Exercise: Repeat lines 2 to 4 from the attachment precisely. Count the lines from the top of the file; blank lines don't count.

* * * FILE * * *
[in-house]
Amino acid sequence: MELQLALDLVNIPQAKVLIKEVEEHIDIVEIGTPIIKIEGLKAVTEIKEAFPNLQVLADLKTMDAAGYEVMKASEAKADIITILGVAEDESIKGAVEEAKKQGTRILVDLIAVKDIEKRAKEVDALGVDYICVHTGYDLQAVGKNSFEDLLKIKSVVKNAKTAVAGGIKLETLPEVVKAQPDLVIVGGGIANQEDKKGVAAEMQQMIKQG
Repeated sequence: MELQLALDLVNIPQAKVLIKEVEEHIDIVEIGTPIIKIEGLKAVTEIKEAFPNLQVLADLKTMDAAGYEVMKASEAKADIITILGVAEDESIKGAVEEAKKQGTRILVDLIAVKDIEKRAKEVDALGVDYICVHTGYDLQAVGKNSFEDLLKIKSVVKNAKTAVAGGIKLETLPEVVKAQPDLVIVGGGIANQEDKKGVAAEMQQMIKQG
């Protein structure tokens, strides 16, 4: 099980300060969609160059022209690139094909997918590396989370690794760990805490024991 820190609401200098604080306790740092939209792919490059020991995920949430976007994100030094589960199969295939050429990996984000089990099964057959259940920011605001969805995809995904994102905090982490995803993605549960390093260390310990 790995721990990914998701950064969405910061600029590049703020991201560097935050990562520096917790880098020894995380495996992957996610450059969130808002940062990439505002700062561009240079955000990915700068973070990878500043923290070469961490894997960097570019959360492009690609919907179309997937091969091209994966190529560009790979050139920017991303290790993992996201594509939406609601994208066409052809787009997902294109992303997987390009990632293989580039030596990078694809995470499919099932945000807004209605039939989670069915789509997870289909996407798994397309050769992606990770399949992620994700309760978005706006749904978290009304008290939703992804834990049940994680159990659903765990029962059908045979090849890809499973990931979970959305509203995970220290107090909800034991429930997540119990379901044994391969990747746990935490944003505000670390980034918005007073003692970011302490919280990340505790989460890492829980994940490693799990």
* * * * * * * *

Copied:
Amino acid sequence: MELQLALDLVNIPQAKVLIKEVEEHIDIVEIGTPIIKIEGLKAVTEIKEAFPNLQVLADLKTMDAAGYEVMKASEAKADIITILGVAEDESIKGAVEEAKKQGTRILVDLIAVKDIEKRAKEVDALGVDYICVHTGYDLQAVGKNSFEDLLKIKSVVKNAKTAVAGGIKLETLPEVVKAQPDLVIVGGGIANQEDKKGVAAEMQQMIKQG
Repeated sequence: MELQLALDLVNIPQAKVLIKEVEEHIDIVEIGTPIIKIEGLKAVTEIKEAFPNLQVLADLKTMDAAGYEVMKASEAKADIITILGVAEDESIKGAVEEAKKQGTRILVDLIAVKDIEKRAKEVDALGVDYICVHTGYDLQAVGKNSFEDLLKIKSVVKNAKTAVAGGIKLETLPEVVKAQPDLVIVGGGIANQEDKKGVAAEMQQMIKQG
């Protein structure tokens, strides 16, 4: 099980300060969609160059022209690139094909997918590396989370690794760990805490024991 820190609401200098604080306790740092939209792919490059020991995920949430976007994100030094589960199969295939050429990996984000089990099964057959259940920011605001969805995809995904994102905090982490995803993605549960390093260390310990 790995721990990914998701950064969405910061600029590049703020991201560097935050990562520096917790880098020894995380495996992957996610450059969130808002940062990439505002700062561009240079955000990915700068973070990878500043923290070469961490894997960097570019959360492009690609919907179309997937091969091209994966190529560009790979050139920017991303290790993992996201594509939406609601994208066409052809787009997902294109992303997987390009990632293989580039030596990078694809995470499919099932945000807004209605039939989670069915789509997870289909996407798994397309050769992606990770399949992620994700309760978005706006749904978290009304008290939703992804834990049940994680159990659903765990029962059908045979090849890809499973990931979970959305509203995970220290107090909800034991429930997540119990379901044994391969990747746990935490944003505000670390980034918005007073003692970011302490919280990340505790989460890492829980994940490693799990």